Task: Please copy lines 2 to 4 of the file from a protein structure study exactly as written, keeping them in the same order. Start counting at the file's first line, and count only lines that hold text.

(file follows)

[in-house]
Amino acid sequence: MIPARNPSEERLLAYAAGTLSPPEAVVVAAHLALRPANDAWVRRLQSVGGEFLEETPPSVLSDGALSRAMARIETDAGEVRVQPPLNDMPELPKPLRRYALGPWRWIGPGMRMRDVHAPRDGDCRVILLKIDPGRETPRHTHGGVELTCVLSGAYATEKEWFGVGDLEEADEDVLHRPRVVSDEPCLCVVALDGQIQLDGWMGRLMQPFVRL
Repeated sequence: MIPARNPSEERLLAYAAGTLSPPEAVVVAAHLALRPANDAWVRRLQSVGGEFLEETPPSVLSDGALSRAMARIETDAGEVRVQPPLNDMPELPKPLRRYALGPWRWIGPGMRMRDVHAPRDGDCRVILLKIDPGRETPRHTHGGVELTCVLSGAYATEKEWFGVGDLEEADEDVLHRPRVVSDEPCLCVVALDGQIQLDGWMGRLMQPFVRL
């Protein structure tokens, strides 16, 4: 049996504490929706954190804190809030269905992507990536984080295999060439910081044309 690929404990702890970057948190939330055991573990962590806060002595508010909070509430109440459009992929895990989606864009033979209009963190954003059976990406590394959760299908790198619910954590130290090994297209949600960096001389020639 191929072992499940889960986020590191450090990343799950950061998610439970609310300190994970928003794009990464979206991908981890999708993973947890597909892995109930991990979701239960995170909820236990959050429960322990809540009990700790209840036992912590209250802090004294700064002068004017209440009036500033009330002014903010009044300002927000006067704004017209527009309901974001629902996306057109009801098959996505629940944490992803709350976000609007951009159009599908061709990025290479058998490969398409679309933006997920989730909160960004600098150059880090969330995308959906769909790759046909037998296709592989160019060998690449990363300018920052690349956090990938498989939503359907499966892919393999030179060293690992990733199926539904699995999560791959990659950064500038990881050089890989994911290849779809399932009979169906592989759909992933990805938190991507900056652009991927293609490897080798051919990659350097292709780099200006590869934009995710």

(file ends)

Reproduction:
Amino acid sequence: MIPARNPSEERLLAYAAGTLSPPEAVVVAAHLALRPANDAWVRRLQSVGGEFLEETPPSVLSDGALSRAMARIETDAGEVRVQPPLNDMPELPKPLRRYALGPWRWIGPGMRMRDVHAPRDGDCRVILLKIDPGRETPRHTHGGVELTCVLSGAYATEKEWFGVGDLEEADEDVLHRPRVVSDEPCLCVVALDGQIQLDGWMGRLMQPFVRL
Repeated sequence: MIPARNPSEERLLAYAAGTLSPPEAVVVAAHLALRPANDAWVRRLQSVGGEFLEETPPSVLSDGALSRAMARIETDAGEVRVQPPLNDMPELPKPLRRYALGPWRWIGPGMRMRDVHAPRDGDCRVILLKIDPGRETPRHTHGGVELTCVLSGAYATEKEWFGVGDLEEADEDVLHRPRVVSDEPCLCVVALDGQIQLDGWMGRLMQPFVRL
């Protein structure tokens, strides 16, 4: 049996504490929706954190804190809030269905992507990536984080295999060439910081044309 690929404990702890970057948190939330055991573990962590806060002595508010909070509430109440459009992929895990989606864009033979209009963190954003059976990406590394959760299908790198619910954590130290090994297209949600960096001389020639 191929072992499940889960986020590191450090990343799950950061998610439970609310300190994970928003794009990464979206991908981890999708993973947890597909892995109930991990979701239960995170909820236990959050429960322990809540009990700790209840036992912590209250802090004294700064002068004017209440009036500033009330002014903010009044300002927000006067704004017209527009309901974001629902996306057109009801098959996505629940944490992803709350976000609007951009159009599908061709990025290479058998490969398409679309933006997920989730909160960004600098150059880090969330995308959906769909790759046909037998296709592989160019060998690449990363300018920052690349956090990938498989939503359907499966892919393999030179060293690992990733199926539904699995999560791959990659950064500038990881050089890989994911290849779809399932009979169906592989759909992933990805938190991507900056652009991927293609490897080798051919990659350097292709780099200006590869934009995710």